MTV Staying Alive young leader, Mallah Tabot, awarded Queen’s Young Leaders Award
I come from Cameroon, a country where there are still many taboos. In 2015 people still fear to talk openly about sex, to have a nice polite conversation about women being able to make their own decisions about their own bodies, or for couples being able to make their own choices.
For many women, sex is still something that is done non-consensually, without the ability to say “Yes I like it” or “This is how I like it” or “No I don’t want it”.
Sex is not something that’s a mutual decision but something that is rather done unto another. For the most part, there is no separation of pleasure from procreation and young women have to bear the burden of unwanted pregnancies, laying down their own lives as collateral damage in the process.
Men are hardly involved in maternal health issues or family planning and women tend to bear the burden of pregnancies and childbirth.
Young people still die of HIV/AIDS in horrifying numbers and matters related to their sexuality are either completely ignored or not addressed properly.
I’m a feminist, blogger, journalist, and women`s rights activist who very strongly believes that women and girls’ and young people’s access to sexual and reproductive health is a basic right and in June I’ll be receiving the Queens Young Leaders Award for my commitment to addressing the sexual and reproductive health needs of young people in my community.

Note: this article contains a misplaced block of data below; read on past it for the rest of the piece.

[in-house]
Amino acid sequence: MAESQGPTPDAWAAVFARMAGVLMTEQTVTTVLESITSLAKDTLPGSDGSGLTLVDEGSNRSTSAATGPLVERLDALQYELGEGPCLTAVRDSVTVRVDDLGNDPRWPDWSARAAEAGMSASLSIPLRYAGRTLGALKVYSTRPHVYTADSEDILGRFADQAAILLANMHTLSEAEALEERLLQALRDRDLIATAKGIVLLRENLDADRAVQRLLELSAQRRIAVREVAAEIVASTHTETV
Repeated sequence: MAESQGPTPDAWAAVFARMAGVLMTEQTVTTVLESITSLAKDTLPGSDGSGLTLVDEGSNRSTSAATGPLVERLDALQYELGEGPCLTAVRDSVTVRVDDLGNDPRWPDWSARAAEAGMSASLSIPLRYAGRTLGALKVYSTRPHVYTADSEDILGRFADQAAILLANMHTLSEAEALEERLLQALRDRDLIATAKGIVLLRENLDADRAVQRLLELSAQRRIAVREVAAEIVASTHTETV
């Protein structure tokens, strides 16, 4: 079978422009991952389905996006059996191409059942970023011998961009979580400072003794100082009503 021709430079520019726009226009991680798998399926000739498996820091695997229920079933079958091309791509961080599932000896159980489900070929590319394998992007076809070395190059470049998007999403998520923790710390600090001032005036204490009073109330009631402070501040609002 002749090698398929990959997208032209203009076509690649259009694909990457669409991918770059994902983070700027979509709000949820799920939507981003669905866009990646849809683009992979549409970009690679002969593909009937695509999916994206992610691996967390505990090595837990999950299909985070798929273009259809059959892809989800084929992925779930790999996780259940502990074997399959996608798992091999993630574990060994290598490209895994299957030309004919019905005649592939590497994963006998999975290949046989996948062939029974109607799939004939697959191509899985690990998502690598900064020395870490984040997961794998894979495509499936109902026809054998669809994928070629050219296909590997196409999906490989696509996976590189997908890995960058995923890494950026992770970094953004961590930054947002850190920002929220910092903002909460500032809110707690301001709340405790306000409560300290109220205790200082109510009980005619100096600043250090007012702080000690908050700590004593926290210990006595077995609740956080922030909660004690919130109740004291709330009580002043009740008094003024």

This didn’t happen by chance. Over the years I have led campaigns to end early and forced marriages in villages in the Akwaya subdivision of Cameroon, coordinated a youth-centered HIV/AIDS program thanks to the MTV Staying Alive Foundation, designed a program that has involved more men in maternal health issues, educated women on the importance of birth control, and I’m currently drafting an initiative that would give young women greater control and knowledge about their sexuality.
I’m pinching myself. I still can’t believe that I’m going to be meeting Her Majesty The Queen. But I will dedicate my award to all the individuals and organisations that have believed in me.
The MTV Staying Alive Foundation awarded me a grant in 2010 when very few organizations believed in or even trusted young people to implement strong sustainable HIV/AIDS programs.
MTV Staying Alive’s support didn’t just end with a grant. They trained me and taught me how to make my HIV/AIDS project a success. My initial encounter with MTV Staying Alive marked a starting point in the visibility of my work and pushed my enthusiasm further to use my passion as a tool for social change.
Indeed young people are not helpless groups that governments need deliver services to. We are not a threat to the status quo. We are the solution and the future. We are a resource that when tapped in to the right way can exceed potential.
Click here to find our more about Mallah’s work with MTV Staying Alive.